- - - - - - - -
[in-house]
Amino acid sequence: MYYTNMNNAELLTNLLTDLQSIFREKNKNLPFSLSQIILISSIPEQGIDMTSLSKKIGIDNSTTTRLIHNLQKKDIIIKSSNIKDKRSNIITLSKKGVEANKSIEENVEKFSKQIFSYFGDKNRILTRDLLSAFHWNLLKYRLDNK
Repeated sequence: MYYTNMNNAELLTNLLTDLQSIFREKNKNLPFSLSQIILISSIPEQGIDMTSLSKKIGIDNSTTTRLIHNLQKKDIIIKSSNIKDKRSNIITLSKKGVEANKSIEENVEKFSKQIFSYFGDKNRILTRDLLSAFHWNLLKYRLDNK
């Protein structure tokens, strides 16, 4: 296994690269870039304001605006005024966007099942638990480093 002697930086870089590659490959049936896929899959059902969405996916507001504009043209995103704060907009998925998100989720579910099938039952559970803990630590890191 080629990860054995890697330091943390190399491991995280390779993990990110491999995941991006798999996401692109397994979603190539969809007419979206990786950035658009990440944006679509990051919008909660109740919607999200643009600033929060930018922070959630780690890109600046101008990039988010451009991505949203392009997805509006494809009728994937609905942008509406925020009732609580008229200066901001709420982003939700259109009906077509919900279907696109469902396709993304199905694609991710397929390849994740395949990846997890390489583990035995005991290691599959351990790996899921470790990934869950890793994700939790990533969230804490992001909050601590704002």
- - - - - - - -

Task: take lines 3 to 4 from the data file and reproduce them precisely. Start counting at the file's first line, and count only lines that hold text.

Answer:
Repeated sequence: MYYTNMNNAELLTNLLTDLQSIFREKNKNLPFSLSQIILISSIPEQGIDMTSLSKKIGIDNSTTTRLIHNLQKKDIIIKSSNIKDKRSNIITLSKKGVEANKSIEENVEKFSKQIFSYFGDKNRILTRDLLSAFHWNLLKYRLDNK
């Protein structure tokens, strides 16, 4: 296994690269870039304001605006005024966007099942638990480093 002697930086870089590659490959049936896929899959059902969405996916507001504009043209995103704060907009998925998100989720579910099938039952559970803990630590890191 080629990860054995890697330091943390190399491991995280390779993990990110491999995941991006798999996401692109397994979603190539969809007419979206990786950035658009990440944006679509990051919008909660109740919607999200643009600033929060930018922070959630780690890109600046101008990039988010451009991505949203392009997805509006494809009728994937609905942008509406925020009732609580008229200066901001709420982003939700259109009906077509919900279907696109469902396709993304199905694609991710397929390849994740395949990846997890390489583990035995005991290691599959351990790996899921470790990934869950890793994700939790990533969230804490992001909050601590704002």